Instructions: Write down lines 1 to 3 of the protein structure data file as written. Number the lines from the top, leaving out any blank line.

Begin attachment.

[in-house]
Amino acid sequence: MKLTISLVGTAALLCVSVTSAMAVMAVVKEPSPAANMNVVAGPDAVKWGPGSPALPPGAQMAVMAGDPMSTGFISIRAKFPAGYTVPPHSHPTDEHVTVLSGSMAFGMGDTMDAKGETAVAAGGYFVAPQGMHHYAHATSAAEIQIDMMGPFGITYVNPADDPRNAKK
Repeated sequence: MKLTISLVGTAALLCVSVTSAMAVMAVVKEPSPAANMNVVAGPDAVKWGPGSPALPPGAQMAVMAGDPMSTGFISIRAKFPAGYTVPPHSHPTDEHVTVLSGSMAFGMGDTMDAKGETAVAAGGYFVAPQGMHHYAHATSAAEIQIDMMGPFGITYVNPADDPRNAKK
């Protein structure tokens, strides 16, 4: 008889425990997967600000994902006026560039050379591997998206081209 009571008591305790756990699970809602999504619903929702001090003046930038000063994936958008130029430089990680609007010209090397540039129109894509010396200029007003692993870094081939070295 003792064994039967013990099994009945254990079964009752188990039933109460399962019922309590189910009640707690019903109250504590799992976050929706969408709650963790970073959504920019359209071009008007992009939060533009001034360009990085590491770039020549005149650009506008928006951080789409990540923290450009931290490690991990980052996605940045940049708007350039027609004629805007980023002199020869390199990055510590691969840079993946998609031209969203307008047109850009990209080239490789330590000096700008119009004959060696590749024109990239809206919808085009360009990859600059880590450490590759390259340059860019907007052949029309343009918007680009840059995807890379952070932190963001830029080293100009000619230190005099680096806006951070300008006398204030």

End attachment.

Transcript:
[in-house]
Amino acid sequence: MKLTISLVGTAALLCVSVTSAMAVMAVVKEPSPAANMNVVAGPDAVKWGPGSPALPPGAQMAVMAGDPMSTGFISIRAKFPAGYTVPPHSHPTDEHVTVLSGSMAFGMGDTMDAKGETAVAAGGYFVAPQGMHHYAHATSAAEIQIDMMGPFGITYVNPADDPRNAKK
Repeated sequence: MKLTISLVGTAALLCVSVTSAMAVMAVVKEPSPAANMNVVAGPDAVKWGPGSPALPPGAQMAVMAGDPMSTGFISIRAKFPAGYTVPPHSHPTDEHVTVLSGSMAFGMGDTMDAKGETAVAAGGYFVAPQGMHHYAHATSAAEIQIDMMGPFGITYVNPADDPRNAKK